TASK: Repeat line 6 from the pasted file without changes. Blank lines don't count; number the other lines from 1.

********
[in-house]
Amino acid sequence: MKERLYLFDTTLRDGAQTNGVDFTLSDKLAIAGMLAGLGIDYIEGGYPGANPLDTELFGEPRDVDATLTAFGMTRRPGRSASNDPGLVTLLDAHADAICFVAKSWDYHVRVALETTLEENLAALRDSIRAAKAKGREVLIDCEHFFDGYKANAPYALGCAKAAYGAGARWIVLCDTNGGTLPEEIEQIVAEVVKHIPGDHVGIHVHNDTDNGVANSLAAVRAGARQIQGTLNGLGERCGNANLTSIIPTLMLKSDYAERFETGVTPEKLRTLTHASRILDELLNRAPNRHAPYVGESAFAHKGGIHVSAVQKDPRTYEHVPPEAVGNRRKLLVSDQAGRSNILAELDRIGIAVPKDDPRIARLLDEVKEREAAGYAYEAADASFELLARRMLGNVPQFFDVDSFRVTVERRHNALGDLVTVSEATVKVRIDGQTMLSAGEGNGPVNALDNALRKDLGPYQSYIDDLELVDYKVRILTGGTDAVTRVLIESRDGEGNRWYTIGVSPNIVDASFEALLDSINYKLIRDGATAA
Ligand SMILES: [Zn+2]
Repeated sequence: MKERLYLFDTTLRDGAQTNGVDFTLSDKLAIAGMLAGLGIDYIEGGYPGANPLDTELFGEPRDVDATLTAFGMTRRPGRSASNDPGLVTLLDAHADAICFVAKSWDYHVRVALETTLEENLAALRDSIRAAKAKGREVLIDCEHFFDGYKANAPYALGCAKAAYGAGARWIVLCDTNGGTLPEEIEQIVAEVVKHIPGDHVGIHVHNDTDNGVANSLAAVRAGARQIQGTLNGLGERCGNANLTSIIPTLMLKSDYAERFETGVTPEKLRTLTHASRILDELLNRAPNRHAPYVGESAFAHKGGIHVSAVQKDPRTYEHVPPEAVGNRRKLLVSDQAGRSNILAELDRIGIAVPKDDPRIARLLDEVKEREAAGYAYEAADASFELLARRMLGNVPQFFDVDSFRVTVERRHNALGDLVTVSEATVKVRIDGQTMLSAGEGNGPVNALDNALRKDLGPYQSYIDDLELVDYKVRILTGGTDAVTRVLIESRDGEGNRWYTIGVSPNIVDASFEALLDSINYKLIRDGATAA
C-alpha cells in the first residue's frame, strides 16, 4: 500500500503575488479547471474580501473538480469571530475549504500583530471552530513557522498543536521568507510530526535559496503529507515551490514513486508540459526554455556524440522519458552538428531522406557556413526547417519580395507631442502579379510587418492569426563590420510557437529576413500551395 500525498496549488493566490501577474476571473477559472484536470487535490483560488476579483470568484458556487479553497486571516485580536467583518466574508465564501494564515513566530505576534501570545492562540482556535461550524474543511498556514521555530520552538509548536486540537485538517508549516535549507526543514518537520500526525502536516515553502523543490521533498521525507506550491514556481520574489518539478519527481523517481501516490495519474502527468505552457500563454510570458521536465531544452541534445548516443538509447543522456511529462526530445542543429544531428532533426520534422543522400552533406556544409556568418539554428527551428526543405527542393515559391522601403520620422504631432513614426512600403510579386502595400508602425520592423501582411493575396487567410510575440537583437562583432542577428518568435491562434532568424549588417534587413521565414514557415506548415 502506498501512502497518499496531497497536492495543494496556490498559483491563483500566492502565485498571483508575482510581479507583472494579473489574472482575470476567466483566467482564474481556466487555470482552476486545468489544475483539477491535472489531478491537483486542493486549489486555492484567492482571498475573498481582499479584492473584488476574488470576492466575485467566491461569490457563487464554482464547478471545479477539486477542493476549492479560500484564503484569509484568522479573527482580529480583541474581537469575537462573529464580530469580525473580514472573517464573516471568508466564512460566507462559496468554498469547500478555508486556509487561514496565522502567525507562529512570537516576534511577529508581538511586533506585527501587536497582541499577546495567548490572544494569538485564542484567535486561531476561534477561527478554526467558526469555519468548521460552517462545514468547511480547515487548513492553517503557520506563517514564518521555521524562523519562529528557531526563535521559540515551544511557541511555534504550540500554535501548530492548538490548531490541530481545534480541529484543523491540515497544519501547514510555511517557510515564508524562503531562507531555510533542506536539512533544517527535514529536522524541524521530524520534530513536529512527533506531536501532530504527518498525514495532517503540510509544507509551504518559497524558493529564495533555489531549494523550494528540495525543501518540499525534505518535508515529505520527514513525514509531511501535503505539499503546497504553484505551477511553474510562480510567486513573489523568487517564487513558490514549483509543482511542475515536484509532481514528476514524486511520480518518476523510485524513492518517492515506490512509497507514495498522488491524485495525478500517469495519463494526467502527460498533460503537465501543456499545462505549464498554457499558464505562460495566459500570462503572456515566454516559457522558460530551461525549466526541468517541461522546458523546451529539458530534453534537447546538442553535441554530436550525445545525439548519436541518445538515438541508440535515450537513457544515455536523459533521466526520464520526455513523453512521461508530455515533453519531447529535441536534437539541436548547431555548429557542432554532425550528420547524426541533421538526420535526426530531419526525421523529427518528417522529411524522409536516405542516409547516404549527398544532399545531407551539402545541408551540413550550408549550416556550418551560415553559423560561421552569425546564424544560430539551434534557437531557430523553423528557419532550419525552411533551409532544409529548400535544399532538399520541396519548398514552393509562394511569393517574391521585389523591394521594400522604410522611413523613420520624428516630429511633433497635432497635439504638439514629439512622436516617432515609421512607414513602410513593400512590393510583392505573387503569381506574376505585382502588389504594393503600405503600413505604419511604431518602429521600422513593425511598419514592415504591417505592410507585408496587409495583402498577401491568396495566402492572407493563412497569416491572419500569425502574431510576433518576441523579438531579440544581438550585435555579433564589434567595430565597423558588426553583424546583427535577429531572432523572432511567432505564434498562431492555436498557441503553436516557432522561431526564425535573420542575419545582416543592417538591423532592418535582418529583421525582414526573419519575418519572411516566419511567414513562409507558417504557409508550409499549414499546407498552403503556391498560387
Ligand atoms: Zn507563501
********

Ligand atoms: Zn507563501